Saturday, July 26, 2008

UB law student interns in London

ABL cannot wait to hear about Jenna Piasecki's experience abroad this summer. Thanks again to James Normington for hosting Jenna as a mini-pupil this summer.

Monday, July 21, 2008

Attorney advertisers gone wild

2d Cir. finds D SOL under 4th Am. for "poop pit"

In Simko v. Town of Highlands, the Second Circuit Court of Appeals rejected an assertion of 4th Amendment protection for a shed and adjoining "poop pit" because they were visible from neighboring properties (despite enclosure by trees, bushes, and stumps) and the canine fecal matter suggested that the area was not intended for the type of "intimate human activity" necessary for an area to fall within the curtilage of the home. 276 Fed. Appx. 39, 2008 WL 1925143.

Thursday, July 17, 2008

WNY Book Arts Center debut

Congratulations to P22's Carima El-Behairy and Richard Kegler for making this investment in Buffalo's Renaissance -- and on having brought the TypeCon conference to Buffalo last week.

Wednesday, July 09, 2008

Adverse possession - tomato plants no longer suffice

New York recently revised its adverse possession law, that favorite topic of Property professors across the country.

Monday, July 07, 2008

You have to hate it when . . .

the judge reads from a document and tells your opponent that "this is not a bad document for you. Not a home run, but a base hit."

Friday, July 04, 2008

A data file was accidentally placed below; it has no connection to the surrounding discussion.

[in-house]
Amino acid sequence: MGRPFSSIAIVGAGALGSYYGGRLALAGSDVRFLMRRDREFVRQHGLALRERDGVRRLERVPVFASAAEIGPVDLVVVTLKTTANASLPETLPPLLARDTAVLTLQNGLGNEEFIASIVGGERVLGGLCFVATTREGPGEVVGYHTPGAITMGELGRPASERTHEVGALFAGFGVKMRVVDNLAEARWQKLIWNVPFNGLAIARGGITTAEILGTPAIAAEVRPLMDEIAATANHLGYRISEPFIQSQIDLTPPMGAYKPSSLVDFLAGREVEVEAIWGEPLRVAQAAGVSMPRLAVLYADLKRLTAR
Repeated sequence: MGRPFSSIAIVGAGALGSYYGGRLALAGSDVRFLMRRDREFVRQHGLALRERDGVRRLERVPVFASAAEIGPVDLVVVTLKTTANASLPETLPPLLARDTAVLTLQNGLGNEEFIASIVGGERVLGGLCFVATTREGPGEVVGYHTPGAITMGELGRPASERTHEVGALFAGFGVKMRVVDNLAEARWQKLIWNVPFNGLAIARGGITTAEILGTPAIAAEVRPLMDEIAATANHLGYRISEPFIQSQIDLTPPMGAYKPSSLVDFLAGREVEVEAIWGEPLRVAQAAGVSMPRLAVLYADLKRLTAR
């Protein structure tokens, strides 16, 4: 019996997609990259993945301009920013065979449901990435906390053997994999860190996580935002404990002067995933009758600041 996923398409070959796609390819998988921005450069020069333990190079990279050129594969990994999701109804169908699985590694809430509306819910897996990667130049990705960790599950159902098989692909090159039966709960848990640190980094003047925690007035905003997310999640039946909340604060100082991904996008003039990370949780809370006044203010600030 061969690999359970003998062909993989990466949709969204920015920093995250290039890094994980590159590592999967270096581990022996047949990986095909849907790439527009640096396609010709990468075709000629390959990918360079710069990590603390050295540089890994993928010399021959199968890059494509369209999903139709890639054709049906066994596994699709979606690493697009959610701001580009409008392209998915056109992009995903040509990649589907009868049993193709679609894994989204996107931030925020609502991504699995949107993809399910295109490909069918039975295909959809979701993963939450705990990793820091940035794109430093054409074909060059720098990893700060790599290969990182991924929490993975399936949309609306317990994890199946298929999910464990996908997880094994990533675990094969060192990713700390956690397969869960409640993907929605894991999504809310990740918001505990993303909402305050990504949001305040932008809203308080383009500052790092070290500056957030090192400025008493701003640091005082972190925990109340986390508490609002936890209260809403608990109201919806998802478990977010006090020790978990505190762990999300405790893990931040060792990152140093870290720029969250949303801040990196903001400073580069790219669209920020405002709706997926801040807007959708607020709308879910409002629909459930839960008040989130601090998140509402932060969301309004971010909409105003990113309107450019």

3d Dep't agrees with ABL re hold harmless clause

In Elmira Teachers' Association v. Elmira City School District, the Third Department held that a hold harmless clause contained in Salary Reduction Agreements signed by school district employees barred their claims for losses stemming from investment in the district's 403(b) Plan. The hold harmless provision provided that "[t]he Employee agrees that the Employer shall have no liability whatsoever for any loss suffered by the Employee with regard to his [or her] selection of an insurance company or mutual fund, or the solvency of, operation of, or benefits provided by said insurance company or mutual fund company." The Court held that this provision was clear and unambiguous -- that it encompassed losses suffered by employees who invested their money in a fund that was ultimately liquidated. Plaintiffs attempted to avoid this result by arguing that their claims against the District were for negligent selection and supervision of the third-party-administrator. This argument, however, was rejected because employees who selected other investment options -- but who participated in the same 403(b) Plan administered by the TPA selected by the District -- did not lose any money.

The District filed a pre-discovery summary judgment motion that eliminated three claims, with two claims surviving. Those two claims were dismissed by the Third Department. The District also obtained a stay of discovery in the action pending resolution of the appeal.

The Third Department's ruling is consistent with a ruling by Justice Arthur G. Pitts of Suffolk County that dismissed an identical Complaint brought by teachers in Long Island. That decision is currently on appeal to the Second Department.

ABL thanks Matt Lerner for his insights concerning the Third Department.